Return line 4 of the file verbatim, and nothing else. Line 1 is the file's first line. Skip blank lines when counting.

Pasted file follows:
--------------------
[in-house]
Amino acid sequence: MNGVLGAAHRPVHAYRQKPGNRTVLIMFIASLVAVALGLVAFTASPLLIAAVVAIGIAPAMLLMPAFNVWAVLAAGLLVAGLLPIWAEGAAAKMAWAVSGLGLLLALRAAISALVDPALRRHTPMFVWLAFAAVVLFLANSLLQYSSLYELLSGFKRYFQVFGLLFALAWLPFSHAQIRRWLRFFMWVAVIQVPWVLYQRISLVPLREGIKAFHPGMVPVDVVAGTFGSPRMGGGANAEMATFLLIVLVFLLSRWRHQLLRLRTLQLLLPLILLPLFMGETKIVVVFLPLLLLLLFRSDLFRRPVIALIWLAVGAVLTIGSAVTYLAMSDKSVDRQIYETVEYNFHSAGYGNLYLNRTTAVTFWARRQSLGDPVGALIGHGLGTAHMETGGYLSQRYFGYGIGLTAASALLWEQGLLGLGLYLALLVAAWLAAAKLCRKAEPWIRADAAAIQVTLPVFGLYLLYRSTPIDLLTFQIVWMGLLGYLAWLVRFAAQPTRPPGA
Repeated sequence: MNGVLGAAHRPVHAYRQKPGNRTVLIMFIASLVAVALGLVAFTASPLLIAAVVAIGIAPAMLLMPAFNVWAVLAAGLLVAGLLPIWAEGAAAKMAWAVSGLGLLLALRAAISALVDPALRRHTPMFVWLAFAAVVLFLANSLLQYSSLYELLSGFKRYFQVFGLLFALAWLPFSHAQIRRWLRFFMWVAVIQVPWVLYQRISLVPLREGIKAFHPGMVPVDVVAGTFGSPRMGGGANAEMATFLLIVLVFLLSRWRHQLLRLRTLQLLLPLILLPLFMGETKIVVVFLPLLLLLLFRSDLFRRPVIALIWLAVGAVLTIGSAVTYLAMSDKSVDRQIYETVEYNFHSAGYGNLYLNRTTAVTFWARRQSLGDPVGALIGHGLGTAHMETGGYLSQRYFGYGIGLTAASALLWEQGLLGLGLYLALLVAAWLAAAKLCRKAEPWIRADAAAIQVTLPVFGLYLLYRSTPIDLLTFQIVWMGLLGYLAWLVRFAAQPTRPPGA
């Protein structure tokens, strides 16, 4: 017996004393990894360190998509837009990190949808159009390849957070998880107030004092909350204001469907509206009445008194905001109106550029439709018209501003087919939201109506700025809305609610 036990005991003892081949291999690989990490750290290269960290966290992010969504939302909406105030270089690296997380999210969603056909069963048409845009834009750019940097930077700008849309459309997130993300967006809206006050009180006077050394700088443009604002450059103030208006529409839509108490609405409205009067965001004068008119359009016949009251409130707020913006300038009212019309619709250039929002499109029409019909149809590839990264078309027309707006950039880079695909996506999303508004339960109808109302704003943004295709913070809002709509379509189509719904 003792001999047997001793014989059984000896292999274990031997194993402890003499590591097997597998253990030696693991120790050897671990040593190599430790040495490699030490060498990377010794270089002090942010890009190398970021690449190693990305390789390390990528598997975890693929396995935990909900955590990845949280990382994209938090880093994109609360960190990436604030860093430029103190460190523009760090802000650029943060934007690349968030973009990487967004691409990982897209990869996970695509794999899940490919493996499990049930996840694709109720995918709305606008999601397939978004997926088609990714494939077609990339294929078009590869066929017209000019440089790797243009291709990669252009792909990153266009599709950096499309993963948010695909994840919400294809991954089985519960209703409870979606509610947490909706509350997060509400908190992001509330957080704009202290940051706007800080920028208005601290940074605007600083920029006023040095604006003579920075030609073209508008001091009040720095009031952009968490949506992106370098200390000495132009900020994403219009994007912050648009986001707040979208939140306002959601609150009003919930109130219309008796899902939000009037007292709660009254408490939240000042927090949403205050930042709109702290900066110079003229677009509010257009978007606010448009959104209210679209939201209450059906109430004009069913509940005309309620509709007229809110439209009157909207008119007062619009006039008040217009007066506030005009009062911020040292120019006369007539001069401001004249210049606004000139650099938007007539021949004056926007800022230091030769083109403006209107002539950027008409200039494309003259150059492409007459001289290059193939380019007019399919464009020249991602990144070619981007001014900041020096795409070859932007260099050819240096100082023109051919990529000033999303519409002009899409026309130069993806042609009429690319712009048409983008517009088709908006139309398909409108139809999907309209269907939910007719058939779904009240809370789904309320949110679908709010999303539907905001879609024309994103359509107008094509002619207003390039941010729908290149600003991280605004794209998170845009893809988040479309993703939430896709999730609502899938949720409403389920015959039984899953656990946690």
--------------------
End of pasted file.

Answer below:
């Protein structure tokens, strides 16, 4: 017996004393990894360190998509837009990190949808159009390849957070998880107030004092909350204001469907509206009445008194905001109106550029439709018209501003087919939201109506700025809305609610 036990005991003892081949291999690989990490750290290269960290966290992010969504939302909406105030270089690296997380999210969603056909069963048409845009834009750019940097930077700008849309459309997130993300967006809206006050009180006077050394700088443009604002450059103030208006529409839509108490609405409205009067965001004068008119359009016949009251409130707020913006300038009212019309619709250039929002499109029409019909149809590839990264078309027309707006950039880079695909996506999303508004339960109808109302704003943004295709913070809002709509379509189509719904 003792001999047997001793014989059984000896292999274990031997194993402890003499590591097997597998253990030696693991120790050897671990040593190599430790040495490699030490060498990377010794270089002090942010890009190398970021690449190693990305390789390390990528598997975890693929396995935990909900955590990845949280990382994209938090880093994109609360960190990436604030860093430029103190460190523009760090802000650029943060934007690349968030973009990487967004691409990982897209990869996970695509794999899940490919493996499990049930996840694709109720995918709305606008999601397939978004997926088609990714494939077609990339294929078009590869066929017209000019440089790797243009291709990669252009792909990153266009599709950096499309993963948010695909994840919400294809991954089985519960209703409870979606509610947490909706509350997060509400908190992001509330957080704009202290940051706007800080920028208005601290940074605007600083920029006023040095604006003579920075030609073209508008001091009040720095009031952009968490949506992106370098200390000495132009900020994403219009994007912050648009986001707040979208939140306002959601609150009003919930109130219309008796899902939000009037007292709660009254408490939240000042927090949403205050930042709109702290900066110079003229677009509010257009978007606010448009959104209210679209939201209450059906109430004009069913509940005309309620509709007229809110439209009157909207008119007062619009006039008040217009007066506030005009009062911020040292120019006369007539001069401001004249210049606004000139650099938007007539021949004056926007800022230091030769083109403006209107002539950027008409200039494309003259150059492409007459001289290059193939380019007019399919464009020249991602990144070619981007001014900041020096795409070859932007260099050819240096100082023109051919990529000033999303519409002009899409026309130069993806042609009429690319712009048409983008517009088709908006139309398909409108139809999907309209269907939910007719058939779904009240809370789904309320949110679908709010999303539907905001879609024309994103359509107008094509002619207003390039941010729908290149600003991280605004794209998170845009893809988040479309993703939430896709999730609502899938949720409403389920015959039984899953656990946690």